Revisiting Chester had been high on my to-do list for quite a few months. I visited it once with my former roommate back during my first time in the UK, but we hid from the rain in a cafe for pretty much the entire day. A day trip to Chester has so much more to offer than that!
This North West English city was founded as a Roman fortress in the first century, giving the city its rich history that can be found back anywhere in the gorgeous city centre. The Tudor style buildings, Roman ruins and friendly atmosphere makes Chester the UK city break destination. But what you should do when spending one day in Chester?
My friend Steph showed me some of the best spots in her hometown. Please check out her website, she is an amazing illustrator! Let’s dive into it – my guide to the best things to do in Chester when visiting for the day.
One day in Chester itinerary
Shopping in the Rows
The iconic Tudor styled buildings really give Chester that English feel. The Rows in Chester are a perfect example of this. This two-level galleried arcade was built in a Victorian and Tudor style and is filled with amazing independent shops. Some parts of the Rows date back to the 13th century!
Coffee break at Flower Cup
Three of my favourite things put together into one coffee shop: brunch, coffee and plants. You can find this independent botanical coffee shop in Chester’s Rows. Alongside with their adorable interior (plants and neon signs!), they serve some great speciality coffees. As well as a variety of filter coffees, they also serve teas from Manchester’s Tea From The Manor.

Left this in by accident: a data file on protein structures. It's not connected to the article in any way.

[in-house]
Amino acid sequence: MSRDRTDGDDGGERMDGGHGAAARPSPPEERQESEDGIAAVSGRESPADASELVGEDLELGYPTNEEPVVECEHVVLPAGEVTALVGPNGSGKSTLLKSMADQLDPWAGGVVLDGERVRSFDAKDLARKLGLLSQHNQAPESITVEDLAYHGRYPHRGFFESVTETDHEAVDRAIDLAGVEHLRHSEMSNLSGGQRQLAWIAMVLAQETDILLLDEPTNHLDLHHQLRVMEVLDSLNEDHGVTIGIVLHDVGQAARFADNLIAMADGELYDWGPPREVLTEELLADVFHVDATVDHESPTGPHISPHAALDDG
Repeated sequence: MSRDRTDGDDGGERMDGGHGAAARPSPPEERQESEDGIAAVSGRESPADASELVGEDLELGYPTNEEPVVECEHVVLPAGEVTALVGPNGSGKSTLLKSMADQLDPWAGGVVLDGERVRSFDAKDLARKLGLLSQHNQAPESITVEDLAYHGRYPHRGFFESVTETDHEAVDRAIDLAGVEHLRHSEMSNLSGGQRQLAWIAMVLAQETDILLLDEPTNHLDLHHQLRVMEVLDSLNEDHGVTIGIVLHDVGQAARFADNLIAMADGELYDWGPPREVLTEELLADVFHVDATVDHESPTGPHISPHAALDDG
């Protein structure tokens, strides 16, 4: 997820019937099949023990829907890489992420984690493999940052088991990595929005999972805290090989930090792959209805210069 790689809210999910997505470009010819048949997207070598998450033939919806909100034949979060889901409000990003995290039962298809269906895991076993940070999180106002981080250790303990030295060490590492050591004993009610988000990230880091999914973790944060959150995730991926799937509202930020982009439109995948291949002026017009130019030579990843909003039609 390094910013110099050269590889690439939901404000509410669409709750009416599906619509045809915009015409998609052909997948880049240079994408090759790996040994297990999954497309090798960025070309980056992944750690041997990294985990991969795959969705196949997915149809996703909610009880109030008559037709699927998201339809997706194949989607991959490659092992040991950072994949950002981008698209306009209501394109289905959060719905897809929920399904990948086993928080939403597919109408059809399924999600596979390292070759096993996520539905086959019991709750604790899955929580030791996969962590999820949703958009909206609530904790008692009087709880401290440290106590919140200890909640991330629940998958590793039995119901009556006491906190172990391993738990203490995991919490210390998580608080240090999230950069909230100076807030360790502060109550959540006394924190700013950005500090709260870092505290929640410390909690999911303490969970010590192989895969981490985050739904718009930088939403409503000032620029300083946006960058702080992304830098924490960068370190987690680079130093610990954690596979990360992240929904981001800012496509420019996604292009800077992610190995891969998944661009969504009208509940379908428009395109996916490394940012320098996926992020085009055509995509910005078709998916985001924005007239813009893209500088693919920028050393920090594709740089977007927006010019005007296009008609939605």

Flower Cup also does a crazy good brunch. Served all day long! Vegan options are available, too! If you happen to fall in love with any of the plants in the shop – no need for a tragic goodbye. Head over to their sister shop next door: The Violet Palm. They sell all the plants, pots and soil for you to take home with you.
Address: 61 Watergate St, South, Chester CH1 2LE
Opening hours: 9 AM – 5 PM from Monday till Saturday // 10 AM – 5 PM Sunday
Capture the Eastgate Clock
When in Chester, you have to see the second most photographed clock in the UK (after Big Ben): The Eastgate Clock. The Eastgate of the ancient walls was built in Georgian times to allow coaches to get into the city, but the clock wasn’t introduced until 1897. It was a celebration of Queen Victoria’s Diamond Jubilee and has since grown into an important and iconic symbol of Chester.
Walk the ancient Chester City Wall
Chester’s ancient city walls are probably one of the biggest highlights you should check out when visiting Chester for the day. These city walls are the oldest, longest and best preserved in the whole of Britain. Chester is also the only UK city with a full circuit of walls. With over 2000 years of age, these walls date back to when the Romans built them to protect the fortress of Deva Victrix in 70-80 AD. It now serves as a popular tourist attraction. You can walk the full circuit (1.8 miles/ 2.95 kilometres) and walk across all four gates. Also worth noting is the King Charles’ Tower. In 1645, King Charles watched the defeat of his troops from this tower during the English Civil War.